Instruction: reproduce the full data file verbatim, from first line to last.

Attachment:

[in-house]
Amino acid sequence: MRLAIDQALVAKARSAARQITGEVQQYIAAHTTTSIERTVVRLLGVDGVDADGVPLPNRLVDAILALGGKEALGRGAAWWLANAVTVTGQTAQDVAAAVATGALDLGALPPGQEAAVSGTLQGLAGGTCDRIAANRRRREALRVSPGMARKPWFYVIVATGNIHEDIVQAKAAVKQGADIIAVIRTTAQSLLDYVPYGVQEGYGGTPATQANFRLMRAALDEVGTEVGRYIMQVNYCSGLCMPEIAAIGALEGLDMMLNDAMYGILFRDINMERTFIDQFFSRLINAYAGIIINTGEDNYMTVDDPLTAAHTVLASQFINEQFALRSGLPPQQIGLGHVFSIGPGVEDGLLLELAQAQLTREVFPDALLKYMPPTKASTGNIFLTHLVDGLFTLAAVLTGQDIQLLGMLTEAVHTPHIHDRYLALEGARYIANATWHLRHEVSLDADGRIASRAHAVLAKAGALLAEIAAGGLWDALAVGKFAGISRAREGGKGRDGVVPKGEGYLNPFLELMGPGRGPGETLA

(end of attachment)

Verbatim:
[in-house]
Amino acid sequence: MRLAIDQALVAKARSAARQITGEVQQYIAAHTTTSIERTVVRLLGVDGVDADGVPLPNRLVDAILALGGKEALGRGAAWWLANAVTVTGQTAQDVAAAVATGALDLGALPPGQEAAVSGTLQGLAGGTCDRIAANRRRREALRVSPGMARKPWFYVIVATGNIHEDIVQAKAAVKQGADIIAVIRTTAQSLLDYVPYGVQEGYGGTPATQANFRLMRAALDEVGTEVGRYIMQVNYCSGLCMPEIAAIGALEGLDMMLNDAMYGILFRDINMERTFIDQFFSRLINAYAGIIINTGEDNYMTVDDPLTAAHTVLASQFINEQFALRSGLPPQQIGLGHVFSIGPGVEDGLLLELAQAQLTREVFPDALLKYMPPTKASTGNIFLTHLVDGLFTLAAVLTGQDIQLLGMLTEAVHTPHIHDRYLALEGARYIANATWHLRHEVSLDADGRIASRAHAVLAKAGALLAEIAAGGLWDALAVGKFAGISRAREGGKGRDGVVPKGEGYLNPFLELMGPGRGPGETLA